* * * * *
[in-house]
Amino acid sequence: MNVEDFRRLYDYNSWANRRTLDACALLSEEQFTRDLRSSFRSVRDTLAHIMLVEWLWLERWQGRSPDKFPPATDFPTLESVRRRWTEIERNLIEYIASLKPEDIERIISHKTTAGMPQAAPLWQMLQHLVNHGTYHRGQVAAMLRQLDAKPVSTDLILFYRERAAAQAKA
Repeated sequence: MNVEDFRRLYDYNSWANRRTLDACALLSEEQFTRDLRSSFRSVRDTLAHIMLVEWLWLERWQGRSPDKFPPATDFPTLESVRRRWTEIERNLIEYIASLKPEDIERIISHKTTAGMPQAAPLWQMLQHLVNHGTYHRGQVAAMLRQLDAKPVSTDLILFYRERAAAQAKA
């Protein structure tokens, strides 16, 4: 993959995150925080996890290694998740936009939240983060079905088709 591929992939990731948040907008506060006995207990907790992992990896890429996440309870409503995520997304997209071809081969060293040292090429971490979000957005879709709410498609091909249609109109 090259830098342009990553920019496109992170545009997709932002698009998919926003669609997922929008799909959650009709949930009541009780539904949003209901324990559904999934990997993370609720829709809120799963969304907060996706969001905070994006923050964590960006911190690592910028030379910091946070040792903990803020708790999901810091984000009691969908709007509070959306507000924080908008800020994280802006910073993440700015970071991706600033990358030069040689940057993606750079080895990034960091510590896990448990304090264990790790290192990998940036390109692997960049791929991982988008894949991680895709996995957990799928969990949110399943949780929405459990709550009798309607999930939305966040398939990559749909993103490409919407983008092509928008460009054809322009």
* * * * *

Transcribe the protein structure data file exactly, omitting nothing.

[in-house]
Amino acid sequence: MNVEDFRRLYDYNSWANRRTLDACALLSEEQFTRDLRSSFRSVRDTLAHIMLVEWLWLERWQGRSPDKFPPATDFPTLESVRRRWTEIERNLIEYIASLKPEDIERIISHKTTAGMPQAAPLWQMLQHLVNHGTYHRGQVAAMLRQLDAKPVSTDLILFYRERAAAQAKA
Repeated sequence: MNVEDFRRLYDYNSWANRRTLDACALLSEEQFTRDLRSSFRSVRDTLAHIMLVEWLWLERWQGRSPDKFPPATDFPTLESVRRRWTEIERNLIEYIASLKPEDIERIISHKTTAGMPQAAPLWQMLQHLVNHGTYHRGQVAAMLRQLDAKPVSTDLILFYRERAAAQAKA
């Protein structure tokens, strides 16, 4: 993959995150925080996890290694998740936009939240983060079905088709 591929992939990731948040907008506060006995207990907790992992990896890429996440309870409503995520997304997209071809081969060293040292090429971490979000957005879709709410498609091909249609109109 090259830098342009990553920019496109992170545009997709932002698009998919926003669609997922929008799909959650009709949930009541009780539904949003209901324990559904999934990997993370609720829709809120799963969304907060996706969001905070994006923050964590960006911190690592910028030379910091946070040792903990803020708790999901810091984000009691969908709007509070959306507000924080908008800020994280802006910073993440700015970071991706600033990358030069040689940057993606750079080895990034960091510590896990448990304090264990790790290192990998940036390109692997960049791929991982988008894949991680895709996995957990799928969990949110399943949780929405459990709550009798309607999930939305966040398939990559749909993103490409919407983008092509928008460009054809322009």